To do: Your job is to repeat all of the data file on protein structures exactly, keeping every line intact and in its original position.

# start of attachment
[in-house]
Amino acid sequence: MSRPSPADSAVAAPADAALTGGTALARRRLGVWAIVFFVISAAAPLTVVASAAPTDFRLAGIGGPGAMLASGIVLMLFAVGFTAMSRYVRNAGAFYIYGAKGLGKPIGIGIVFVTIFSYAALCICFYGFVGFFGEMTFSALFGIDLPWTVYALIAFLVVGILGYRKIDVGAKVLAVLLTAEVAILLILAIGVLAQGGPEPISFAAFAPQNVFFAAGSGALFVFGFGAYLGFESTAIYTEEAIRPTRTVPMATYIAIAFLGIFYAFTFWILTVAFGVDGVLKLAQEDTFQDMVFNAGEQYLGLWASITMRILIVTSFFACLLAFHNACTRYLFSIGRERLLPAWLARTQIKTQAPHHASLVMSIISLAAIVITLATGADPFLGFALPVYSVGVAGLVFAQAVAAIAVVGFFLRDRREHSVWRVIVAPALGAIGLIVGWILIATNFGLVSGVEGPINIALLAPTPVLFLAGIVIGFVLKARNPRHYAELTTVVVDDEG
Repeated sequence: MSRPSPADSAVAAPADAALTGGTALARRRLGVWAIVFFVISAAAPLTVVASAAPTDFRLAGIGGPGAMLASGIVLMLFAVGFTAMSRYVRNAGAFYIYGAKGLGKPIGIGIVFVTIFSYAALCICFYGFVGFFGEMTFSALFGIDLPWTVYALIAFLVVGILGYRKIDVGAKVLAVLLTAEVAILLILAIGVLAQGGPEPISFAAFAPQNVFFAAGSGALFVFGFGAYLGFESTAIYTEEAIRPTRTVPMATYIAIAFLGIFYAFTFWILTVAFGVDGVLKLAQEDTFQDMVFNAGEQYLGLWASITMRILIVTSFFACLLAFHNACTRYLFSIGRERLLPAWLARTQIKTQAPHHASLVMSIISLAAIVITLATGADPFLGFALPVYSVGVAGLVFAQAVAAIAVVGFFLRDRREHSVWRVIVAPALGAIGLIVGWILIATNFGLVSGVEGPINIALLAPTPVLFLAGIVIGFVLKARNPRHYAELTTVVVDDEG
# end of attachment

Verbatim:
[in-house]
Amino acid sequence: MSRPSPADSAVAAPADAALTGGTALARRRLGVWAIVFFVISAAAPLTVVASAAPTDFRLAGIGGPGAMLASGIVLMLFAVGFTAMSRYVRNAGAFYIYGAKGLGKPIGIGIVFVTIFSYAALCICFYGFVGFFGEMTFSALFGIDLPWTVYALIAFLVVGILGYRKIDVGAKVLAVLLTAEVAILLILAIGVLAQGGPEPISFAAFAPQNVFFAAGSGALFVFGFGAYLGFESTAIYTEEAIRPTRTVPMATYIAIAFLGIFYAFTFWILTVAFGVDGVLKLAQEDTFQDMVFNAGEQYLGLWASITMRILIVTSFFACLLAFHNACTRYLFSIGRERLLPAWLARTQIKTQAPHHASLVMSIISLAAIVITLATGADPFLGFALPVYSVGVAGLVFAQAVAAIAVVGFFLRDRREHSVWRVIVAPALGAIGLIVGWILIATNFGLVSGVEGPINIALLAPTPVLFLAGIVIGFVLKARNPRHYAELTTVVVDDEG
Repeated sequence: MSRPSPADSAVAAPADAALTGGTALARRRLGVWAIVFFVISAAAPLTVVASAAPTDFRLAGIGGPGAMLASGIVLMLFAVGFTAMSRYVRNAGAFYIYGAKGLGKPIGIGIVFVTIFSYAALCICFYGFVGFFGEMTFSALFGIDLPWTVYALIAFLVVGILGYRKIDVGAKVLAVLLTAEVAILLILAIGVLAQGGPEPISFAAFAPQNVFFAAGSGALFVFGFGAYLGFESTAIYTEEAIRPTRTVPMATYIAIAFLGIFYAFTFWILTVAFGVDGVLKLAQEDTFQDMVFNAGEQYLGLWASITMRILIVTSFFACLLAFHNACTRYLFSIGRERLLPAWLARTQIKTQAPHHASLVMSIISLAAIVITLATGADPFLGFALPVYSVGVAGLVFAQAVAAIAVVGFFLRDRREHSVWRVIVAPALGAIGLIVGWILIATNFGLVSGVEGPINIALLAPTPVLFLAGIVIGFVLKARNPRHYAELTTVVVDDEG